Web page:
Writer / Kara Reibel
Photographer / Brian Brosmer
Garrett Clark ranks 11th out of 20,000 in the teen division of CrossFit worldwide. The CrossFit Games invited the top 10 this year to participate. Clark’s hope is to qualify for the CrossFit Games which are held in August.
“That’s the goal,” says Clark, 17 years old and a junior at Fishers High School.
While the CrossFit games may seem intimidating to most, the CrossFit workout is accommodating to any fitness level. With a focus on improving overall fitness conditioning, CrossFit workouts are matched to a participant’s current fitness level and adjusted regularly for a variety in a workout.
“We use a combination of mono structural (running, rowing, biking, jump rope), gymnastics (pull-ups, pushups, dips, air squats – body weight moves) and weight lifting,” shares Three Kings CrossFit owner Bryn Jafri. “We combine these fitness elements to create a strength and conditioning program.”
Jafri explains that a general class involves a dynamic warm up, review of the skills and lifts, and then the workout is performed in a class setting.
The age range of participants is vast. More and more teens and younger are finding their way into the gyms to gain strength and endurance. Clark was drawn to CrossFit for additional training while playing soccer when he was younger.
“I started working out at home doing CrossFit when I was 11 or 12 years old,” shares Clark. “It was about the time I started high school that I got serious about CrossFit and began competing.”
Garrett transitioned from soccer to competitions with CrossFit. At the time he started competing, there were age groups but not an actual teen division. Based on demand, CrossFit added the Teen Division in 2015.
Garrett was drawn to CrossFit because he found it more fun than regular gym workouts. “I saw people getting stronger than I had witnessed with other means of strength training,” says Garrett.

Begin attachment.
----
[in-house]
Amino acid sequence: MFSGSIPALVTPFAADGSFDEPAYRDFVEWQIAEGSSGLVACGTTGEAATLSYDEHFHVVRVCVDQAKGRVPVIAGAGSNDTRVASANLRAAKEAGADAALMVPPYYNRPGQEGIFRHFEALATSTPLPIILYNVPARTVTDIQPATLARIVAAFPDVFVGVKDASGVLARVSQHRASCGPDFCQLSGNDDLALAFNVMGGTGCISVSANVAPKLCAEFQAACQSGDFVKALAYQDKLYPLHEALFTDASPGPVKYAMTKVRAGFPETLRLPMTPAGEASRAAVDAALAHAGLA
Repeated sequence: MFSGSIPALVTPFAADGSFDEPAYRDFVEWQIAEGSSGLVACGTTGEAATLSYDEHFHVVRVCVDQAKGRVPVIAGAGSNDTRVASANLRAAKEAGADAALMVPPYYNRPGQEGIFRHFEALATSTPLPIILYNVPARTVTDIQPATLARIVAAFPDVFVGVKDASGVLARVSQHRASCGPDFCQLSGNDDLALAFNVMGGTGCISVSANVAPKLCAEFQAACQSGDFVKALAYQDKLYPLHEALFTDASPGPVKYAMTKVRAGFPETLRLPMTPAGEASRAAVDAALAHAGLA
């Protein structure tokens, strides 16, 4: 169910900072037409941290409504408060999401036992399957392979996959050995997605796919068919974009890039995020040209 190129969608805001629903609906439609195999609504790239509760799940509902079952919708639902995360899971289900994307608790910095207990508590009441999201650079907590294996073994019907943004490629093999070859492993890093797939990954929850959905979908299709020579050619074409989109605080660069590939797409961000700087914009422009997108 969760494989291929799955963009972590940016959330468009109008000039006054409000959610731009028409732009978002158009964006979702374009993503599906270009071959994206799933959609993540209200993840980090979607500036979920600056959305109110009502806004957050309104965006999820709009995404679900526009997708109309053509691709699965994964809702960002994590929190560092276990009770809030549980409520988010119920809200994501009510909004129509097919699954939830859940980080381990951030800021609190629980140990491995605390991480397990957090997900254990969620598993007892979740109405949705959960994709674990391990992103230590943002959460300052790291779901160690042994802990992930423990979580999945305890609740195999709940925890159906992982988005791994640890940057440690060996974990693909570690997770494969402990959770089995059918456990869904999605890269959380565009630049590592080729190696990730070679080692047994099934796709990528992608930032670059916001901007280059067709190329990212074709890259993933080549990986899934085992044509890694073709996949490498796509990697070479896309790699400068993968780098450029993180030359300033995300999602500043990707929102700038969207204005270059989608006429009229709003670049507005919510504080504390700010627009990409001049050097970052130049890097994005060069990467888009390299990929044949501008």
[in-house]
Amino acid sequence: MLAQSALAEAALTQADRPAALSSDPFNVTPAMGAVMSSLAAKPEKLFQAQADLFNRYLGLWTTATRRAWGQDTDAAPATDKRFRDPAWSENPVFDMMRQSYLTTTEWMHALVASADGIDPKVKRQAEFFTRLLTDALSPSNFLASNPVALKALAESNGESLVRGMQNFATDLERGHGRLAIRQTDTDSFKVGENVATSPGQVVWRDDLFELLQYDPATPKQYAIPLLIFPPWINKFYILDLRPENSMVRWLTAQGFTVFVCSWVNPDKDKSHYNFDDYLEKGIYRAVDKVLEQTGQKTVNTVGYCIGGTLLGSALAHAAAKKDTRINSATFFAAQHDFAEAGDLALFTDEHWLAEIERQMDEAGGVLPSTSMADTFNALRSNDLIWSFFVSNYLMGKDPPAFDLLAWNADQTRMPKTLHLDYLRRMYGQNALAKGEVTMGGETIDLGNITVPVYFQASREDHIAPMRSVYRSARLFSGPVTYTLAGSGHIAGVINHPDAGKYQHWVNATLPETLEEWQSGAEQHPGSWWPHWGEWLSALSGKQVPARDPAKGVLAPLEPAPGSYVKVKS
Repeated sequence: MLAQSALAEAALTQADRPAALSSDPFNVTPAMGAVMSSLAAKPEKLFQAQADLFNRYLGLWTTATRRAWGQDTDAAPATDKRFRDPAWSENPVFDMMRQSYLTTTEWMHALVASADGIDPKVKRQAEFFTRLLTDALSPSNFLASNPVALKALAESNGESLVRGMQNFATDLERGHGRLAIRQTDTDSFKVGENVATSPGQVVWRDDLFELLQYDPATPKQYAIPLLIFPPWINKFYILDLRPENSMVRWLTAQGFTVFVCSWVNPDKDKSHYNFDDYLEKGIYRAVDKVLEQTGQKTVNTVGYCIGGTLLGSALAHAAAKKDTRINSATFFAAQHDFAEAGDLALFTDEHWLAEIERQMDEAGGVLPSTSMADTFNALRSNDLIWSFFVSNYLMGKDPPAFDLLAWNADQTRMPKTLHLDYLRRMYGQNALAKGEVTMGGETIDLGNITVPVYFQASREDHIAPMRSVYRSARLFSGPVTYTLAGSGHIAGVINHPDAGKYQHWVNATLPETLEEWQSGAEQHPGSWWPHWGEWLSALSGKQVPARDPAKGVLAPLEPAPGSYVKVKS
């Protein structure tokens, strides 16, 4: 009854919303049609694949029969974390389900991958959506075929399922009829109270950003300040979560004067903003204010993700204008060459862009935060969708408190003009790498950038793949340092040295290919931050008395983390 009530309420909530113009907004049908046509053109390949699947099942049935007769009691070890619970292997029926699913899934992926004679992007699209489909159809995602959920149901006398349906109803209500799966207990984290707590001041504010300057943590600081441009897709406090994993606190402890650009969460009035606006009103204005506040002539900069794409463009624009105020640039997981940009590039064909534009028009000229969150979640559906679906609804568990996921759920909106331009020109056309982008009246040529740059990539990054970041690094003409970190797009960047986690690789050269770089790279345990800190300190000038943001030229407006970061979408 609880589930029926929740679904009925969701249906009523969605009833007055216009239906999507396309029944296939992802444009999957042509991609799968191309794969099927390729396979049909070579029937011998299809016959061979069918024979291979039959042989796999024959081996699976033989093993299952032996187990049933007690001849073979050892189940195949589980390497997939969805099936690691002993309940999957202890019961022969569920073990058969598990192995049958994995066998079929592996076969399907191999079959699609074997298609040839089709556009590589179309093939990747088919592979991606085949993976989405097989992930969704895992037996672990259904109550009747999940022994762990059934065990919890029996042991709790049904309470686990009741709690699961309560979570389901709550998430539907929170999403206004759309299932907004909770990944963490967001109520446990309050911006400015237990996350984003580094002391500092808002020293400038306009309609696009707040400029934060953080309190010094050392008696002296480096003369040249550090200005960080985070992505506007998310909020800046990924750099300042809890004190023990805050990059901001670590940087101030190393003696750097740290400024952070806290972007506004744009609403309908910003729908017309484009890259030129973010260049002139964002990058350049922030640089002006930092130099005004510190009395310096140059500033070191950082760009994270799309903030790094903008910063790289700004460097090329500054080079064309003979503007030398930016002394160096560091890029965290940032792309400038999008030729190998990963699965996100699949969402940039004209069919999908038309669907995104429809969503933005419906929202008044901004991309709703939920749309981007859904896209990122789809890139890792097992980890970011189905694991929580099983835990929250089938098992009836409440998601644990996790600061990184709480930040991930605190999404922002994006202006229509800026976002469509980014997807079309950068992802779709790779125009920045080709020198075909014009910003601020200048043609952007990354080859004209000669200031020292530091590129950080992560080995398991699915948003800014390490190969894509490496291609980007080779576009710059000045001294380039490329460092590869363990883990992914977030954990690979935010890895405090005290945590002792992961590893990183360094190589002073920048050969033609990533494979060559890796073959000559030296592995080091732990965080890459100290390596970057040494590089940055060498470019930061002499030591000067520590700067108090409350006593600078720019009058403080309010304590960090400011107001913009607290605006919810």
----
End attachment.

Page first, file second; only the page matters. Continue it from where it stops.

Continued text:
Garrett’s parents, Melissa and Brad, became CrossFit devotees six years ago, creating a gym in their basement. “We are both former athletes, and exercise has always been a part of our lives,” shares mom, Melissa, who was a soccer player and ran track. Brad Clark was a football player, and their daughter, Maryna, plays D1 soccer at IUPUI.
“It is definitely a family thing,” says Brad of his family’s CrossFit workouts.
Garrett started competing two summers ago. He excelled in the competitions and is sponsored by Born Primitive, a clothing company geared towards CrossFit athletes. Born Primitive’s founder is a Navy Seal.
Jafri, who has experience training U.S. Special Forces in Europe, says that he was drawn to CrossFit while training servicemen overseas. “I was asked about CrossFit and its application as one of the workouts for our Special Forces, so we experimented with it overseas,” says Jafri, who also notes that there are a lot of CrossFit boxes (their term for “gyms”) around the world on U.S. military bases.
Garrett, who wishes to study sports medicine in college, hopes to continue his CrossFit competitions and has followed the NCAA rules of eligibility. The nature of CrossFit cultivates rowers because that is a major cardio portion of the workout, so there are possibilities outside of the CrossFit world of competitions.
For more information on CrossFit, please visit CrossFit.com or ThreeKingsCrossFit.com. For Born Primitive, visit BornPrimitive.com for additional information on their sponsored athletes including Garrett Clark.
Force Barbell Olympic Weight Lifting Competition December 2013 – 1st in the 69kg Weight Class
Carmel CrossFit Teen Rumble 2014 – 2nd Place Overall
2014 CrossFit Open – 1st Place Overall Amongst all 15-Year-Olds
Clark’s Personal Best Records:
• Deadlift – 445 x 4
• Clean and Jerk – 295
• Clean – 310
• Snatch – 225
• Back Squat – 405
• Front Squat – 325
• Push Press – 245
• OHS – 305
• Bench Press – 255 x 2